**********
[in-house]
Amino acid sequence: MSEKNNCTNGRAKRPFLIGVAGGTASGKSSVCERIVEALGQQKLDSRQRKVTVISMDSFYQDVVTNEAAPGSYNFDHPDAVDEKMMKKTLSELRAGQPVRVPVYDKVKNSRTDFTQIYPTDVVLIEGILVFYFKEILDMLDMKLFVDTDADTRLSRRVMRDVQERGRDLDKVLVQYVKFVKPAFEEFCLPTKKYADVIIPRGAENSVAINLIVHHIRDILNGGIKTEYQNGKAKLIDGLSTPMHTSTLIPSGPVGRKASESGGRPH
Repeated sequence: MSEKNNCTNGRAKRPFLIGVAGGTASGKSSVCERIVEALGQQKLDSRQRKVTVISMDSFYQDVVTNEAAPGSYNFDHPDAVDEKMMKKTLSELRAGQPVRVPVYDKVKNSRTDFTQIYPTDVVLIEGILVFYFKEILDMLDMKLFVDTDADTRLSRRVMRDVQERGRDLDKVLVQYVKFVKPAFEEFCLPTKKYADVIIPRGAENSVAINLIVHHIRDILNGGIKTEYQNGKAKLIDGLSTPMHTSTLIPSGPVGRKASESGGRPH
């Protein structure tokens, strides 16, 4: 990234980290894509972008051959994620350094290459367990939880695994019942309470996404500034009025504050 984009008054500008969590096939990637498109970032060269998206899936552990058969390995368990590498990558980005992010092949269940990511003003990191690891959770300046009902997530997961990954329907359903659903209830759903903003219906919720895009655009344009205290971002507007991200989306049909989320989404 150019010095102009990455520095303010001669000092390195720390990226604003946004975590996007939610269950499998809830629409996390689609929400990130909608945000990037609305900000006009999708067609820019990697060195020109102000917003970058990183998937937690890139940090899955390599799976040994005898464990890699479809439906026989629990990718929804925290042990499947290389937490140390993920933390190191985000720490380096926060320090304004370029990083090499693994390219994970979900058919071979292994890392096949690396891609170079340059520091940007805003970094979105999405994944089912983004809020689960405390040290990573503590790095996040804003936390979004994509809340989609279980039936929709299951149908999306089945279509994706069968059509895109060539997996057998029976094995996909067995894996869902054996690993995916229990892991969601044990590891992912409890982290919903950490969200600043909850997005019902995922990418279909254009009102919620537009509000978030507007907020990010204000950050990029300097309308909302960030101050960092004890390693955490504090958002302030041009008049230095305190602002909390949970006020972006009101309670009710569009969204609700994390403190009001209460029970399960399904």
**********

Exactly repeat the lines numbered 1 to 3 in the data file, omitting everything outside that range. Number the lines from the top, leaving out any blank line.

[in-house]
Amino acid sequence: MSEKNNCTNGRAKRPFLIGVAGGTASGKSSVCERIVEALGQQKLDSRQRKVTVISMDSFYQDVVTNEAAPGSYNFDHPDAVDEKMMKKTLSELRAGQPVRVPVYDKVKNSRTDFTQIYPTDVVLIEGILVFYFKEILDMLDMKLFVDTDADTRLSRRVMRDVQERGRDLDKVLVQYVKFVKPAFEEFCLPTKKYADVIIPRGAENSVAINLIVHHIRDILNGGIKTEYQNGKAKLIDGLSTPMHTSTLIPSGPVGRKASESGGRPH
Repeated sequence: MSEKNNCTNGRAKRPFLIGVAGGTASGKSSVCERIVEALGQQKLDSRQRKVTVISMDSFYQDVVTNEAAPGSYNFDHPDAVDEKMMKKTLSELRAGQPVRVPVYDKVKNSRTDFTQIYPTDVVLIEGILVFYFKEILDMLDMKLFVDTDADTRLSRRVMRDVQERGRDLDKVLVQYVKFVKPAFEEFCLPTKKYADVIIPRGAENSVAINLIVHHIRDILNGGIKTEYQNGKAKLIDGLSTPMHTSTLIPSGPVGRKASESGGRPH